Jennifer Fill-Crooks always knew she would adopt children. Even after she had two stepchildren, a niece and two biological children, she and her husband, Mike, decided to adopt a daughter from China. That experience opened Crooks’ eyes and heart to the struggles of orphan children in developing countries.

 

“I've always had a passion for orphans and children without families,” Crooks said. She adopted her daughter, Sophie, from China back in 2003.

 

Crooks used her connections in the horse world to help start the organization, Uryadi's Village, named after the horse that took her to several top-level championships. When she acquired the horse, it had already been named “Uryadi,” which in Hindu means “festival to empower children.” Empowerment to orphan children is exactly what she wanted Uryadi's Village to give.

 

A home for children

 

After learning and witnessing the needs of children there, Crooks decided that Uryadi's Village would work in Ethiopia.

 

“The level of poverty there is like nothing you've seen,” Crooks explained. “Orphans are the last to get resources and are considered a drain. Five million Ethiopian children are orphans—the highest in the world. We wanted to switch the paradigm where orphans contribute to their community.”

 

She started Uryadi's Village in 2014 to support Wolayta Village, named after the local people there. The village is about two hours from the nearest city, Hawassa. She and her team stepped in when an international adoption agency vacated their facility in the town of Soddo. At the time, there were 18 children, 15 of whom were babies. The facility, which is where the children lived up until last April, was a concrete compound.

 

“It's not where kids should live,” Crooks said. Now, Uryadi's Village cares for 60 children, 21 of whom are younger than 1 year. And they recently moved into the first homes of Uryadi’s Village. Currently, international adoption is prohibited in Ethiopia outside of a medical necessity. Uryadi's Village encourages local adoption and fostering and supports the families.

 

Uryadi's Village has the support of the government, who gave them a land grant. Crooks' construction team, led by Standpoint local Erik Keller, completed a home for the children in March. Keller builds using cob construction, which uses natural materials for building. The plan is to have eight more homes. Each home has a house mother to look after the children.

 

“We're trying to stay away from institutions,” she said. Poverty and instability are so widespread that babies are often abandoned. Crooks recently hired a house mother who was about to do the same. “Now she can stay with the baby.”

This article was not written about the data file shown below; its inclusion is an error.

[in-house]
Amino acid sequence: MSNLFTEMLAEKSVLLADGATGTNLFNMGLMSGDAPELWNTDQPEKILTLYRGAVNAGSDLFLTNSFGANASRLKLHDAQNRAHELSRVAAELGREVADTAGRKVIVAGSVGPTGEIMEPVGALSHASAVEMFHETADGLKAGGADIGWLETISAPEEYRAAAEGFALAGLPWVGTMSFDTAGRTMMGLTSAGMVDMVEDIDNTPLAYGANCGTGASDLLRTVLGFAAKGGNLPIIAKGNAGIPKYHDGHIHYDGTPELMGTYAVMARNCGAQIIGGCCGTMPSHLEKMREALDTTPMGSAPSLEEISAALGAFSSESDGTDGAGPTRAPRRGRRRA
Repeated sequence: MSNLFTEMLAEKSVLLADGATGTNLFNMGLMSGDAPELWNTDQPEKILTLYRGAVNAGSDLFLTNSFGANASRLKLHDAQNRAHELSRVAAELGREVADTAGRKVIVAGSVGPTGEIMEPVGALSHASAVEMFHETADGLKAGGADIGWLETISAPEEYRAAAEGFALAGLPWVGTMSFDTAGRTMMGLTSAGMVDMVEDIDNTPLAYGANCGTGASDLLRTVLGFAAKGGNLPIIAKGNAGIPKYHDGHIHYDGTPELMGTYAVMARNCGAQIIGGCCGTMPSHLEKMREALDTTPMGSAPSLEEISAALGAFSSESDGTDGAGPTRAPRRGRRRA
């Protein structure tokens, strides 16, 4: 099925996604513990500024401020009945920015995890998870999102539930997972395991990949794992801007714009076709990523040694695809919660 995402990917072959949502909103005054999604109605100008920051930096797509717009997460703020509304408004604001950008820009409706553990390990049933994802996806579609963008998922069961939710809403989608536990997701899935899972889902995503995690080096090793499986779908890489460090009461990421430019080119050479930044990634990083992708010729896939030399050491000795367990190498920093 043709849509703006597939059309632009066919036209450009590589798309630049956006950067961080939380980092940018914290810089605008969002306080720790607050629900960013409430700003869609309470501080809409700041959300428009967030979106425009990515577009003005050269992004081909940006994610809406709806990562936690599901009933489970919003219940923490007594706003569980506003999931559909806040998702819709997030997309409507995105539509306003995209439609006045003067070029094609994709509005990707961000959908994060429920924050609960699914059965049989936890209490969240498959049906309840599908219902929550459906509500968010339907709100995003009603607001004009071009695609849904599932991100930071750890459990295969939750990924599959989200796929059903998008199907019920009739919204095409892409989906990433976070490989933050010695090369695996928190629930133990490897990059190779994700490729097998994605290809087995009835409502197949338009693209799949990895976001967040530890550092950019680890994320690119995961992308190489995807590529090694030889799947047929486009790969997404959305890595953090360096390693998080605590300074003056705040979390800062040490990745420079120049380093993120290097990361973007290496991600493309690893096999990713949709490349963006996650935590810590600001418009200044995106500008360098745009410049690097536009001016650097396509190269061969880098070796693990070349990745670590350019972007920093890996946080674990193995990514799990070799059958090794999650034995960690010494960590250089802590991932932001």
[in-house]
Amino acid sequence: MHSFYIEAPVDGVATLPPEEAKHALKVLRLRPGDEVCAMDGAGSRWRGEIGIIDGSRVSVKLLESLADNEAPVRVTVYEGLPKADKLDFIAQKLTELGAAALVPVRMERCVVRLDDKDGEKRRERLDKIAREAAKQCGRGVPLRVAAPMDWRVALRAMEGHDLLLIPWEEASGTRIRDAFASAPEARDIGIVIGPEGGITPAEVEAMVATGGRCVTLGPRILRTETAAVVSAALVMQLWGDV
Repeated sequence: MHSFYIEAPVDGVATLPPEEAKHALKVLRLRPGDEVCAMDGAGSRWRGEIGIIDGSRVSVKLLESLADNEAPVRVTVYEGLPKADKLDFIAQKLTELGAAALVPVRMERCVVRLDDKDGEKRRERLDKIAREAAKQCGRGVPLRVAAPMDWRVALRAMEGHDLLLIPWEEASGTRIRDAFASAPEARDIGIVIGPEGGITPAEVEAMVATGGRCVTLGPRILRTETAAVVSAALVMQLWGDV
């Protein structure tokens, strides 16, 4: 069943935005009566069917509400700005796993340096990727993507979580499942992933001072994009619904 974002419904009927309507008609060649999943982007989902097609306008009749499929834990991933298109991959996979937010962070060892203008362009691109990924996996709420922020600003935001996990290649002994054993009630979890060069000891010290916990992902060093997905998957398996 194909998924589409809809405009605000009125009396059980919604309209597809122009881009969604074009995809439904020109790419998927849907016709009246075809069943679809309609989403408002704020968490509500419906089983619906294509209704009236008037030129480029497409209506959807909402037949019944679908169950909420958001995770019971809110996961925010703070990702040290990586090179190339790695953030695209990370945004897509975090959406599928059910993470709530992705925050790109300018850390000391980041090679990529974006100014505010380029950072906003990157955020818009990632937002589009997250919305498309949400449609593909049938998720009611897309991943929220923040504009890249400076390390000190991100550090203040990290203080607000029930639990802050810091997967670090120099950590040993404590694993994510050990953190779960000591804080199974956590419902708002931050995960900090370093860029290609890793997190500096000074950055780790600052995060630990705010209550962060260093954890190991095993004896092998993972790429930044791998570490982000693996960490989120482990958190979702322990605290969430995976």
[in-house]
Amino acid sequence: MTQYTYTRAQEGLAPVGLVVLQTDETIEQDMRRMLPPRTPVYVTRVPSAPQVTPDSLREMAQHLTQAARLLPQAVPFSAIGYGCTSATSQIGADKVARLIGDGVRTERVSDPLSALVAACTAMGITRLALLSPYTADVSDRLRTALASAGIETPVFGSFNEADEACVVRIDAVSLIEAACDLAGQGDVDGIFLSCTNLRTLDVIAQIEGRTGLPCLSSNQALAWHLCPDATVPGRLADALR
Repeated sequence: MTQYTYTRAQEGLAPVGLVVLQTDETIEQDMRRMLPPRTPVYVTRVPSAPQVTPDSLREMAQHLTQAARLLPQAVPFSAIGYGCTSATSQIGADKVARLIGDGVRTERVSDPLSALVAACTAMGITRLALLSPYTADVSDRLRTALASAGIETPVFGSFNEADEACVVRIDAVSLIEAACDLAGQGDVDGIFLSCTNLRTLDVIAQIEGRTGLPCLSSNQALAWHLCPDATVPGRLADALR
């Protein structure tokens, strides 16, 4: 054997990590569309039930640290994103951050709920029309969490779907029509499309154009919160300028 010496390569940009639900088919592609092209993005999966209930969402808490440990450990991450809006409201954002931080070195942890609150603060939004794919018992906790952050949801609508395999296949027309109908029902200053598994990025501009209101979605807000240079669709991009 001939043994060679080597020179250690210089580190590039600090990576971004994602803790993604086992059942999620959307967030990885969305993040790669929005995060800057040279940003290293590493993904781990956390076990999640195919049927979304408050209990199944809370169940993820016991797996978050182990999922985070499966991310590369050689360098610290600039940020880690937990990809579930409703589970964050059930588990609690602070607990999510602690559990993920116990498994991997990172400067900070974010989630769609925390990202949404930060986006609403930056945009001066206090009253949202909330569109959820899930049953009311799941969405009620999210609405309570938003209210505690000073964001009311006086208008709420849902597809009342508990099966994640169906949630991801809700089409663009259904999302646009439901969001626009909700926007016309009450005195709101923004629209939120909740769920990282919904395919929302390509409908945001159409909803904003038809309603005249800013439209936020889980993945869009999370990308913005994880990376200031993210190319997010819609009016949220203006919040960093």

Uryadi’s Village is also self-sustainable. They are using permaculture techniques to grow the vegetables that thrive in their ecosystem, and the team is working with local villagers and teaching the children about gardening as well.

 

“We did a lot of research and didn’t want to create a foreign dependence,” said Crooks.

 

A Sandpoint connection

 

Crooks’ team consists of Sandpoint and Ethiopian members. The team came together in a variety of ways. She and Sarah Klintworth were friends. She met Keller, the builder, at Evans Brothers and found Scott Rulander, videographer, online. She met Laurent Pelletier, their CFO, at a permaculture course in California who later moved to Sandpoint for the organization. She met her medical staff: Nichole Grimm, Traci Schmidt, Mary Quinn Hurst and Gina Woodruff, through the care they gave to her children with special needs.

 

Sponsorships and karma

 

Uryadi's Village runs several sponsorship programs to fundraise for the children and their homes.

“The houses go up one at a time. It's karma—the money comes in as we need it,” Crooks said.

 

Uryadi's Village also relies on a children's sponsorship program. Initially, the first three child sponsorships came from former horse champions.

“Other organizations have multiple sponsors for a child. We work hard to create a relationship. [With us] they're a family,” Crooks said. “As we place children into foster homes, new beds open up. At some point, we'll have to say no, but there's nowhere else to go—how can we say no? So far, we've been able to make it work.”

Crooks is also establishing a school sponsorship program where people can help pay for 60 children to attend school at $20 per month.

“We want to give back to the community by keeping kids in school. [The sponsorship] would buy supplies and help supplement the family income so the kids don't have to beg.”

Crooks would also like to establish a sister city program with Sandpoint schools. “We could have a pen pal program with some of the classes here and also broaden the horizon of some of our high schoolers.”

Family from across the world

Crooks has 14 children, nine of whom are adopted: five from China and four from Ethiopia. She adopted her youngest, Tegan, from Ethiopia last year on an emergency medical visa that saved his life.

 

“He was our surprise baby. He came to the orphanage on the last day of my visit last June. He had neurological issues from cerebral palsy and was dying. With us, he started to come alive, and I just knew he was the littlest Crooks,” she said.

 

For more information about how you can help Uryadi’s Village, visit UryadisVillage.org .

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